4 Every Fringe Episode Has an Observer and a Preview Plot Clue
So as we've seen, Easter eggs come in layers -- there are those that reward viewers who pay close attention, and those that reward viewers who watch episodes a dozen times, scouring every frame for clues. In Fringe, we have an example of both.
Let's start with the former: If you watch Fringe, you'll know that The Observer is a mysterious, otherworldly bald man who shows up from time to time to be all otherworldly and bald. He's what you'd get if the G-man from Half-Life had a baby with The X-Files' Smoking Man.
And that baby had stage 3 leukemia.
Even though episodes rarely involve The Observer directly, he's always watching. And by that, we mean he's lurking somewhere in the background of every episode:
Watch closely and you'll see his bald dome hanging out in a crowd behind the main characters:
Or as a tiny figure wandering through an establishing shot:
And, for good measure, The Observer even shows up on other television shows, such as American Idol.
Right around the time that Simon Cowell "left" the show ...
But hey, if you're looking for him, you'll spot his suit/fedora/baldness combo, often on the first try. But if you say you spot this next one on your first time through (or your second), you're either a liar or else you work on the show. See, every episode of Fringe also contains a clue relating to the plot of the next episode. An incredibly obscure, nearly invisible clue.
For example, in the pilot there's an innocuous poster with a pen and a rose on it:
"Oh! Oh! It'll be about Axl Rose's ... pens ...?"
And the very next episode involves the hunt for a killer with the surname Penrose.
From that point on, every episode contains such a clue, and some are next to impossible to spot, even if you're circling back to try to find a clue about an episode you've just watched. For instance, in one third-season episode, the words "powder blue" appear on a partially torn-off label on a random dumpster in the background:
And the subsequent episode features killers who use a toxic blue powder to murder people.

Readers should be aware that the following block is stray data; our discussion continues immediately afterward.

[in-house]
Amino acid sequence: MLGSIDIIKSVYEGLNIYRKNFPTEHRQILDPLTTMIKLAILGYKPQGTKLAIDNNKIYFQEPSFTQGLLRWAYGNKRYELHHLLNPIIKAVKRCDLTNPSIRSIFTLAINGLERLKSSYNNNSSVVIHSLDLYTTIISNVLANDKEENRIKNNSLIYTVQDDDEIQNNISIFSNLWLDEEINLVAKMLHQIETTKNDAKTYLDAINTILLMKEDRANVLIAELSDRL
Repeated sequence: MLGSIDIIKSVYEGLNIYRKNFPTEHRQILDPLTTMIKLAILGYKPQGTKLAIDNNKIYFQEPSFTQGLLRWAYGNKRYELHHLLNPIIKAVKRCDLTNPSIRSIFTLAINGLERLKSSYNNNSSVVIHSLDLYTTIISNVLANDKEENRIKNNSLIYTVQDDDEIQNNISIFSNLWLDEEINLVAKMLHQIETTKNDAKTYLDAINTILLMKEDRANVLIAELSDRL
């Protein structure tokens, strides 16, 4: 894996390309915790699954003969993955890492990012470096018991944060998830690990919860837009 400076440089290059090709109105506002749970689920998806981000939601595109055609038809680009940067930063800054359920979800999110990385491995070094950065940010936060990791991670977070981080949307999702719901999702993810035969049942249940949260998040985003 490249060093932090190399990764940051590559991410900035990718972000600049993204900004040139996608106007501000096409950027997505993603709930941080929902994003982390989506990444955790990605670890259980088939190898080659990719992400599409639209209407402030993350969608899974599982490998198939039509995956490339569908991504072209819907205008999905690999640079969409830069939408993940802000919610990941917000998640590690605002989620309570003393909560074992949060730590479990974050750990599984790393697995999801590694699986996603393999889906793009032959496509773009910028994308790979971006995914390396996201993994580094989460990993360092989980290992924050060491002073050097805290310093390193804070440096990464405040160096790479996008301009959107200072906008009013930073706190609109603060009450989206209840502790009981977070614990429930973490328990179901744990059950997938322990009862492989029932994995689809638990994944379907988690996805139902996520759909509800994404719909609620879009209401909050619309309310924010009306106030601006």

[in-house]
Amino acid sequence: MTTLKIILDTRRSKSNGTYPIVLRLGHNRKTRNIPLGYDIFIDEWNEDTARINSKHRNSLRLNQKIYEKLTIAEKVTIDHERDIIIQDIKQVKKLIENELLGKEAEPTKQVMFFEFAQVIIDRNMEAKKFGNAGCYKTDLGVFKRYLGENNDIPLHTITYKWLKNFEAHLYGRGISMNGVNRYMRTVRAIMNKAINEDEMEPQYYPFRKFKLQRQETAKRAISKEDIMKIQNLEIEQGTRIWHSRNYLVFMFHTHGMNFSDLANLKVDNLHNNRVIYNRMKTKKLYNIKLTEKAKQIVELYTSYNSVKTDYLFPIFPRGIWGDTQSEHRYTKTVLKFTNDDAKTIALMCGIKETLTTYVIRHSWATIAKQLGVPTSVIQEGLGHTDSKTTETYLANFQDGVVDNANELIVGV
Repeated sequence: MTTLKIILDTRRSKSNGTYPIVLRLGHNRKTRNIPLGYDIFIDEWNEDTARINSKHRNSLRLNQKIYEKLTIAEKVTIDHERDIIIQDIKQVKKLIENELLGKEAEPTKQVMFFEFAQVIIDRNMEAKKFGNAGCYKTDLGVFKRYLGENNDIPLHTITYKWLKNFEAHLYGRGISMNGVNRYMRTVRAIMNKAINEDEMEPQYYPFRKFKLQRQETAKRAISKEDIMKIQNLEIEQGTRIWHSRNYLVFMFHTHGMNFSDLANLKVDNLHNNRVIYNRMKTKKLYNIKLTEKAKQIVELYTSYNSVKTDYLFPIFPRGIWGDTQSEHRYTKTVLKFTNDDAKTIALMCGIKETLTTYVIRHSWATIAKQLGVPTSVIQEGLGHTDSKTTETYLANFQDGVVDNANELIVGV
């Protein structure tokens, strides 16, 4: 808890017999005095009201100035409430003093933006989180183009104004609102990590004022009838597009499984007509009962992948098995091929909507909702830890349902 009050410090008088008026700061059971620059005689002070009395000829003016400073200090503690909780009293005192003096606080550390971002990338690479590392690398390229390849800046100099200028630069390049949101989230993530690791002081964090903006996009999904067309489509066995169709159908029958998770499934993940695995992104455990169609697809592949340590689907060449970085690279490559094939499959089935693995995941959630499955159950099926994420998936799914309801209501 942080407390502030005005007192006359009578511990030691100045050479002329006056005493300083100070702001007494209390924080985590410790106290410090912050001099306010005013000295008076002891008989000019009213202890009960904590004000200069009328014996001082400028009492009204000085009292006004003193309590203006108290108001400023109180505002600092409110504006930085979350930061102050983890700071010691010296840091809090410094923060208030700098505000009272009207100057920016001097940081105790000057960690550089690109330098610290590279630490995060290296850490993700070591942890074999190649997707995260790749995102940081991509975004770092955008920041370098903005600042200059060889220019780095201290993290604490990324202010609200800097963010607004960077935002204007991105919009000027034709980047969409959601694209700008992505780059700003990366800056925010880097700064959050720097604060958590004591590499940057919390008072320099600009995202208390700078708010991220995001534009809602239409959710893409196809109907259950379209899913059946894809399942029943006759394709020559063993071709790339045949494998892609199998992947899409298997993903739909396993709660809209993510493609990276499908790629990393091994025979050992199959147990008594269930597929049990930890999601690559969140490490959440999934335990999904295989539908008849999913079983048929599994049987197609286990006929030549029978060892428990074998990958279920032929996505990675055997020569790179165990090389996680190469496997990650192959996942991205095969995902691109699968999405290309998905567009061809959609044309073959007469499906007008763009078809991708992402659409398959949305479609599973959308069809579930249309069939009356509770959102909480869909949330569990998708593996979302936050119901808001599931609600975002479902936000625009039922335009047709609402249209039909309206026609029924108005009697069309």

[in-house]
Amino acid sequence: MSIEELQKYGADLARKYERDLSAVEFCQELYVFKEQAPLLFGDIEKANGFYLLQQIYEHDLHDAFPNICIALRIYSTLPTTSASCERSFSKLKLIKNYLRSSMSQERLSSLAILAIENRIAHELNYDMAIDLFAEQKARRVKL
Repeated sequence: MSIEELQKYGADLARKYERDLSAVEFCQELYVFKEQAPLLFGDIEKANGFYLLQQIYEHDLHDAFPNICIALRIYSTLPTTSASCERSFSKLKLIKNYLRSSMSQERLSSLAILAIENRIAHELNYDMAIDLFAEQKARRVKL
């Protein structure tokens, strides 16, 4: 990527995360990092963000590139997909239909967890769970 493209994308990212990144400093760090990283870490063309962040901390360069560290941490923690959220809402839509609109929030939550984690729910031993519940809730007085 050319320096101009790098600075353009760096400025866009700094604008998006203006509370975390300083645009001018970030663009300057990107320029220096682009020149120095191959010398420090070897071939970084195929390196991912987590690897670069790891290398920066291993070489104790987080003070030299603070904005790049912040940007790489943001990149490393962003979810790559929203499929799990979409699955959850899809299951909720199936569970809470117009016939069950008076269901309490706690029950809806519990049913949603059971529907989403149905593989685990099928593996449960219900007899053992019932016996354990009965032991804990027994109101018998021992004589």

Spoiler alert: The blue powder is actually a swarm of killer nano Smurfs.
And surely you'd notice this tiny lightning bolt bumper sticker on this truck:
... and realize it foreshadows the weaponized lightning featured in the following episode:
Pfft, Red Alert 2 did the same thing a decade ago.
Of course, we realize these clues aren't meant to be spotted on the fly -- the point is to get fans hunting for them and then talking about them on the Internet. But admit it -- doesn't all of this kind of make you feel bad for not watching it?
3 Hidden Messages in It's Always Sunny in Philadelphia
Different shows have different reasons for hiding shit -- where some are foreshadowing events or rewarding repeat viewers, others appear to just have creators that like to amuse themselves, to no real purpose whatsoever.
Take It's Always Sunny in Philadelphia, which is kind of like what Friends would have been if all the characters were dangerous sociopaths.
Then add Danny DeVito.
Each episode features a title card at the end, followed by the sound of garbled voices.
Sadly, neither Satanic messages nor wild speculations on the status of the Beatles' members are to be heard.
The card itself isn't confusing -- "RCG" just stands for the three main cast members/producers, Rob McElhenney, Charlie Day, and Glenn Howerton (who play Mac, Charlie, and Dennis). So what's the deal with the garbled voices?
Well, someone from Reddit noticed these were hidden messages played backward. They recorded them and played them forwards and, in the first one, were instantly rewarded with the message "You're stupid for playing this forward."
To further drive this point home, subsequent messages are bizarre, seemingly nonsense phrases, each containing the word "brown," such as "Next stop: brown town." No one really knows why, although Guyism pointed out that it could be something to do with the phrase "browning out," which is not quite as severe as blacking out. Or, just as likely, we're affording too high a level of analysis to the show that gave us "kitten mittens."